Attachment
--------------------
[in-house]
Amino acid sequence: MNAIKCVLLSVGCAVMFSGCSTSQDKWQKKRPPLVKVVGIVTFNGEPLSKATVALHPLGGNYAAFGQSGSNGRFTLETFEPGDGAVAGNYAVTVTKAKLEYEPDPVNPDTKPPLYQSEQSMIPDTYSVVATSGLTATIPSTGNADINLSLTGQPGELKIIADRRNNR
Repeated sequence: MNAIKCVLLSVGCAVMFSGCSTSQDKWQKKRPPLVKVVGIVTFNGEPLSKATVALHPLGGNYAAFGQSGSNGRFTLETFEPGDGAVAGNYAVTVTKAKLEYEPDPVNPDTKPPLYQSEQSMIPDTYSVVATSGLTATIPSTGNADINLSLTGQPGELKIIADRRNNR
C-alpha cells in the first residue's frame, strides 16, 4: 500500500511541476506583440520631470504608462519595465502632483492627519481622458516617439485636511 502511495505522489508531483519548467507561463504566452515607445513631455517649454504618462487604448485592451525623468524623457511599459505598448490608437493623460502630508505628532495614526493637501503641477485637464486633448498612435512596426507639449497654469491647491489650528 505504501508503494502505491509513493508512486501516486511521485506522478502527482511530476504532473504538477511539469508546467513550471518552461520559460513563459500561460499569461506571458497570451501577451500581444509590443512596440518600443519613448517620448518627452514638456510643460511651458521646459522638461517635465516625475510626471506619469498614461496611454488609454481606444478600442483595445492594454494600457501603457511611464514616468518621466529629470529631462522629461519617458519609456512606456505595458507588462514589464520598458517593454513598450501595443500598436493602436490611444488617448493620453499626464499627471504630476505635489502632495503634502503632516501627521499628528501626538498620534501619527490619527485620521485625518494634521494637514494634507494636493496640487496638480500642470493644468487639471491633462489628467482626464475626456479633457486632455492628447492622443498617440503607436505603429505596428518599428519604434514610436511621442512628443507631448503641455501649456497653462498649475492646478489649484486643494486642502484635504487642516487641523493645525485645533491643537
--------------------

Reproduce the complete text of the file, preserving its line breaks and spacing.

[in-house]
Amino acid sequence: MNAIKCVLLSVGCAVMFSGCSTSQDKWQKKRPPLVKVVGIVTFNGEPLSKATVALHPLGGNYAAFGQSGSNGRFTLETFEPGDGAVAGNYAVTVTKAKLEYEPDPVNPDTKPPLYQSEQSMIPDTYSVVATSGLTATIPSTGNADINLSLTGQPGELKIIADRRNNR
Repeated sequence: MNAIKCVLLSVGCAVMFSGCSTSQDKWQKKRPPLVKVVGIVTFNGEPLSKATVALHPLGGNYAAFGQSGSNGRFTLETFEPGDGAVAGNYAVTVTKAKLEYEPDPVNPDTKPPLYQSEQSMIPDTYSVVATSGLTATIPSTGNADINLSLTGQPGELKIIADRRNNR
C-alpha cells in the first residue's frame, strides 16, 4: 500500500511541476506583440520631470504608462519595465502632483492627519481622458516617439485636511 502511495505522489508531483519548467507561463504566452515607445513631455517649454504618462487604448485592451525623468524623457511599459505598448490608437493623460502630508505628532495614526493637501503641477485637464486633448498612435512596426507639449497654469491647491489650528 505504501508503494502505491509513493508512486501516486511521485506522478502527482511530476504532473504538477511539469508546467513550471518552461520559460513563459500561460499569461506571458497570451501577451500581444509590443512596440518600443519613448517620448518627452514638456510643460511651458521646459522638461517635465516625475510626471506619469498614461496611454488609454481606444478600442483595445492594454494600457501603457511611464514616468518621466529629470529631462522629461519617458519609456512606456505595458507588462514589464520598458517593454513598450501595443500598436493602436490611444488617448493620453499626464499627471504630476505635489502632495503634502503632516501627521499628528501626538498620534501619527490619527485620521485625518494634521494637514494634507494636493496640487496638480500642470493644468487639471491633462489628467482626464475626456479633457486632455492628447492622443498617440503607436505603429505596428518599428519604434514610436511621442512628443507631448503641455501649456497653462498649475492646478489649484486643494486642502484635504487642516487641523493645525485645533491643537